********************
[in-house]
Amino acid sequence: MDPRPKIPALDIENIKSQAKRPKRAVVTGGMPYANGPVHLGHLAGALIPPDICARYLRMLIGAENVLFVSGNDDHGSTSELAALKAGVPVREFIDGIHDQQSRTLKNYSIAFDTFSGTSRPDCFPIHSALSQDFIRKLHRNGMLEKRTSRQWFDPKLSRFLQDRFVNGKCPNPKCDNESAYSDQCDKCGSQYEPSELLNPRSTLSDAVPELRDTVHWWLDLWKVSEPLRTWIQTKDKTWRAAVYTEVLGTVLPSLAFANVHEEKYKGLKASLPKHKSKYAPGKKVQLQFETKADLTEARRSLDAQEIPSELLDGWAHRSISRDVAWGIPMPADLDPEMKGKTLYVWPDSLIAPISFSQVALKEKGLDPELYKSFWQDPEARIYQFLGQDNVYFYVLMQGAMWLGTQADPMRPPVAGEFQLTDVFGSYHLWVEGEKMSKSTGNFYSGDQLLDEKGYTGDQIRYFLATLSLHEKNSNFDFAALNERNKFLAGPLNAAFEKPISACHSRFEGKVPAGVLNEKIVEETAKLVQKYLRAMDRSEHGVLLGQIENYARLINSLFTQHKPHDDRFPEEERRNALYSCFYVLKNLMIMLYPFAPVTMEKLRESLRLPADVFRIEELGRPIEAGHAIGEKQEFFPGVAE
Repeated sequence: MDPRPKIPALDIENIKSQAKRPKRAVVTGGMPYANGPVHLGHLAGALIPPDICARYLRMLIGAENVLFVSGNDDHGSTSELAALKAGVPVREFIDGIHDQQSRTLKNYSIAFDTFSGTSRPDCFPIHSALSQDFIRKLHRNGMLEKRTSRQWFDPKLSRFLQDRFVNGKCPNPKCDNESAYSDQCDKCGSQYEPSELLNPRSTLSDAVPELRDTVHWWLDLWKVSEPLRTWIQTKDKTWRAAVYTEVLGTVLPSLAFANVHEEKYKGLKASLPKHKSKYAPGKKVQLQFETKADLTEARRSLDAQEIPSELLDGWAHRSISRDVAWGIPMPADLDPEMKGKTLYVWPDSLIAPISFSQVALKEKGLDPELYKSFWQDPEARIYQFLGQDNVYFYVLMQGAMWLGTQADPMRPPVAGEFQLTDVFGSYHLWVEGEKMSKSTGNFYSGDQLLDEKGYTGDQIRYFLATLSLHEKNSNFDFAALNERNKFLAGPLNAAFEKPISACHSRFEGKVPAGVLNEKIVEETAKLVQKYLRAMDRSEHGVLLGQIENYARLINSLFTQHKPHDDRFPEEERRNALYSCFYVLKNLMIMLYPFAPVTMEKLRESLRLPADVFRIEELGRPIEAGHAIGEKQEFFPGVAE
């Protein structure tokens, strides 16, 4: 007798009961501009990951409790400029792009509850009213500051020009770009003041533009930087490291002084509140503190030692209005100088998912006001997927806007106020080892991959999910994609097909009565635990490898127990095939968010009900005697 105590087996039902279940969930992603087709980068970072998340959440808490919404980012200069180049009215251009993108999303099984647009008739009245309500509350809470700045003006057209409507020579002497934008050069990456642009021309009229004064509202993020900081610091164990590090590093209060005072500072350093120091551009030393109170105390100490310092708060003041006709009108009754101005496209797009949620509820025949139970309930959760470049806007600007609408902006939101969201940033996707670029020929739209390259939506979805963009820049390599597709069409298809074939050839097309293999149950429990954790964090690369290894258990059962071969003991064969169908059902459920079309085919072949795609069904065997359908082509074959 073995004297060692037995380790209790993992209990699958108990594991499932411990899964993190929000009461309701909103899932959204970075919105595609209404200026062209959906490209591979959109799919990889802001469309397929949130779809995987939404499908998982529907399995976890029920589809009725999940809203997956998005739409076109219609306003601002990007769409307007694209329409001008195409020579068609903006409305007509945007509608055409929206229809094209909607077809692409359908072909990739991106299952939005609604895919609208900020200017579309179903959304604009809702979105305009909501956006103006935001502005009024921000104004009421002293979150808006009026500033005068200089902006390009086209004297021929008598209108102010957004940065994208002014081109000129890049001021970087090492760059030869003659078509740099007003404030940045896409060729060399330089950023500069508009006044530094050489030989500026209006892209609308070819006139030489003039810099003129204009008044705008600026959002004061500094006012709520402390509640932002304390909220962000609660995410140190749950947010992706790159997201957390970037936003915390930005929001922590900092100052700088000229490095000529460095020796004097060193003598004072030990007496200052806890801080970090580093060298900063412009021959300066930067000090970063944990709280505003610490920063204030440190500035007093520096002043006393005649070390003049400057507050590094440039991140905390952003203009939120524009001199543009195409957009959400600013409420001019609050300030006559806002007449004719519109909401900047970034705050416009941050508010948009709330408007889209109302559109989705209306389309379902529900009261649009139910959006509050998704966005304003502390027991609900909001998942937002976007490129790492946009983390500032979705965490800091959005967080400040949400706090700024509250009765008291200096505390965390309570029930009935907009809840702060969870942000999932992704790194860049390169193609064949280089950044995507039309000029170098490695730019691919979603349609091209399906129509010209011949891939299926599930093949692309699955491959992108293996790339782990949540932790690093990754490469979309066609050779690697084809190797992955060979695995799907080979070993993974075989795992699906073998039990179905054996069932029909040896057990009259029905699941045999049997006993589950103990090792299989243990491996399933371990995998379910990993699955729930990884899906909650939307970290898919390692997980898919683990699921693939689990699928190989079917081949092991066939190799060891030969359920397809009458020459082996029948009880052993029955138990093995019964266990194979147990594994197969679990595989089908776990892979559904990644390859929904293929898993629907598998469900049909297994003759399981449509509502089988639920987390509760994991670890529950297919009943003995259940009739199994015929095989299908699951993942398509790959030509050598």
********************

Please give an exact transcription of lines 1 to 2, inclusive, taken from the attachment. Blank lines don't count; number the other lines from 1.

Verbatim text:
[in-house]
Amino acid sequence: MDPRPKIPALDIENIKSQAKRPKRAVVTGGMPYANGPVHLGHLAGALIPPDICARYLRMLIGAENVLFVSGNDDHGSTSELAALKAGVPVREFIDGIHDQQSRTLKNYSIAFDTFSGTSRPDCFPIHSALSQDFIRKLHRNGMLEKRTSRQWFDPKLSRFLQDRFVNGKCPNPKCDNESAYSDQCDKCGSQYEPSELLNPRSTLSDAVPELRDTVHWWLDLWKVSEPLRTWIQTKDKTWRAAVYTEVLGTVLPSLAFANVHEEKYKGLKASLPKHKSKYAPGKKVQLQFETKADLTEARRSLDAQEIPSELLDGWAHRSISRDVAWGIPMPADLDPEMKGKTLYVWPDSLIAPISFSQVALKEKGLDPELYKSFWQDPEARIYQFLGQDNVYFYVLMQGAMWLGTQADPMRPPVAGEFQLTDVFGSYHLWVEGEKMSKSTGNFYSGDQLLDEKGYTGDQIRYFLATLSLHEKNSNFDFAALNERNKFLAGPLNAAFEKPISACHSRFEGKVPAGVLNEKIVEETAKLVQKYLRAMDRSEHGVLLGQIENYARLINSLFTQHKPHDDRFPEEERRNALYSCFYVLKNLMIMLYPFAPVTMEKLRESLRLPADVFRIEELGRPIEAGHAIGEKQEFFPGVAE